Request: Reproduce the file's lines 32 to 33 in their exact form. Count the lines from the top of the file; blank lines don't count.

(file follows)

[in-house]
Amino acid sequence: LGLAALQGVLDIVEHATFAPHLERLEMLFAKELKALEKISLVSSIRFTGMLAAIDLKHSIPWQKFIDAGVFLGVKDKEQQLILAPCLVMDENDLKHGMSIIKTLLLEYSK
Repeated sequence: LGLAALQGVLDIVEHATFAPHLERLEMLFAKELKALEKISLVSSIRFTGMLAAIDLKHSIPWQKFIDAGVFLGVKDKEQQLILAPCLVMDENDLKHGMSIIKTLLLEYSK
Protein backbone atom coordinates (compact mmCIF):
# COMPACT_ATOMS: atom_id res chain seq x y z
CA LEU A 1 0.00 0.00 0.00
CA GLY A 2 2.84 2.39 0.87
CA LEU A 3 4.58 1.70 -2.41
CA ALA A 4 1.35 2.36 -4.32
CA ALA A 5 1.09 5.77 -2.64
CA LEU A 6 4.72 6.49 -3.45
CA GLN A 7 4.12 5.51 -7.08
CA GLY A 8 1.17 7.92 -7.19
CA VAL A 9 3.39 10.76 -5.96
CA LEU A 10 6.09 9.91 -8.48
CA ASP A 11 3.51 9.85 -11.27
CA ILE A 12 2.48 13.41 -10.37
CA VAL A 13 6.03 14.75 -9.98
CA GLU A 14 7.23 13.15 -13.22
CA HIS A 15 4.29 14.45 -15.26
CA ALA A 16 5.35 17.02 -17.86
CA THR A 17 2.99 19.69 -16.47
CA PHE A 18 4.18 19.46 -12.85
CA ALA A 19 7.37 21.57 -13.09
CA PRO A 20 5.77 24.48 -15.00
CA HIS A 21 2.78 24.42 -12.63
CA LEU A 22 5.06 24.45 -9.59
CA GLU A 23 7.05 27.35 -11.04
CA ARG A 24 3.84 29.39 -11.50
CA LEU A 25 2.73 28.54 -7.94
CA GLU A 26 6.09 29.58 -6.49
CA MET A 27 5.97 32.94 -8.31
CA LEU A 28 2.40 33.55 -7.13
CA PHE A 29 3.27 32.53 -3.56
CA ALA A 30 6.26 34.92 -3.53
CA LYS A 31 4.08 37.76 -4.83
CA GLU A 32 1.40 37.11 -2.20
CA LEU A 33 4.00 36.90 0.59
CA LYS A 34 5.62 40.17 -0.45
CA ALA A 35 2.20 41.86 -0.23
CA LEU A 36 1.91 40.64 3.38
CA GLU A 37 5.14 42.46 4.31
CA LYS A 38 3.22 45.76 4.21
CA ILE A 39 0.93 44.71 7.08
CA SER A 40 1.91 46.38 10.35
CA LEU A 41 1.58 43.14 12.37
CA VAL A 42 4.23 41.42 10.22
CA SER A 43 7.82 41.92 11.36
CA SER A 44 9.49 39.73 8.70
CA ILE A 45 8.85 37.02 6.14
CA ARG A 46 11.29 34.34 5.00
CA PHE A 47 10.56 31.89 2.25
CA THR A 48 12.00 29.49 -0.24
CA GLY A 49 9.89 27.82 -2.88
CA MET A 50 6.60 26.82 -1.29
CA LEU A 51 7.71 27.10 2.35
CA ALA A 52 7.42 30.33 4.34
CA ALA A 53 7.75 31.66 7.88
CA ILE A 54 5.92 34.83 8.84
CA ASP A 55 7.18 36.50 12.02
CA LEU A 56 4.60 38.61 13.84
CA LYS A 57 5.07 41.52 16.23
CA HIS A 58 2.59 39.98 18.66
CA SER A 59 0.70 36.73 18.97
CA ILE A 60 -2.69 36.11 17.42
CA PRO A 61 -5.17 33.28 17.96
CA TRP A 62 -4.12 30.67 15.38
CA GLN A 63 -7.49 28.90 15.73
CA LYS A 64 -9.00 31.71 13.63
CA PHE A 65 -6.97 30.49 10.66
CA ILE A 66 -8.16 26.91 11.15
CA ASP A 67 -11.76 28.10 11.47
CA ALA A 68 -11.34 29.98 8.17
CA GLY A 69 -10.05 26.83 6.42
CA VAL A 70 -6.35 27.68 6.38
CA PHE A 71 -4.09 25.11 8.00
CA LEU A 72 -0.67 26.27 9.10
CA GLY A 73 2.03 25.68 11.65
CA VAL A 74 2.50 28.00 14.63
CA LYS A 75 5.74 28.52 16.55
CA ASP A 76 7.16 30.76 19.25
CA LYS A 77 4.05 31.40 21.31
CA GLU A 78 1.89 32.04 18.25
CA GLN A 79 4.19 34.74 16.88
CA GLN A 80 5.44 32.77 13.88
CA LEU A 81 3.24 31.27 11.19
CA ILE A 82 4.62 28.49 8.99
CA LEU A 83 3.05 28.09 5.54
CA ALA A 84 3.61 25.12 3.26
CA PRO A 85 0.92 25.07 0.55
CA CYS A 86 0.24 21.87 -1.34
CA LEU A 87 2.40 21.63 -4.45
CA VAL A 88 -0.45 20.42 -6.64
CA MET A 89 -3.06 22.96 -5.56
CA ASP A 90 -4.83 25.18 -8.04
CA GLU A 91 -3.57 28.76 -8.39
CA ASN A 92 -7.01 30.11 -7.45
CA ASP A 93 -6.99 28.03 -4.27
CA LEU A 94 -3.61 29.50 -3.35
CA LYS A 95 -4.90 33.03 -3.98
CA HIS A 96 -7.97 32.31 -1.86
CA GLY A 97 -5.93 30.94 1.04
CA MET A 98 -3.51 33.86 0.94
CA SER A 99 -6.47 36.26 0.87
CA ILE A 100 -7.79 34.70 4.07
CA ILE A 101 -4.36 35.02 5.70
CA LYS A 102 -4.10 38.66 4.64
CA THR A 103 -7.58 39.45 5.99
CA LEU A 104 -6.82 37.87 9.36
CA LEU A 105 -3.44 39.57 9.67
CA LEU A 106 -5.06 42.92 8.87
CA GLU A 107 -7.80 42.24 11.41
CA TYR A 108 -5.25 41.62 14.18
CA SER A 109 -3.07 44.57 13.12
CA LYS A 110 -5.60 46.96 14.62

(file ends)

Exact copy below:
CA MET A 27 5.97 32.94 -8.31
CA LEU A 28 2.40 33.55 -7.13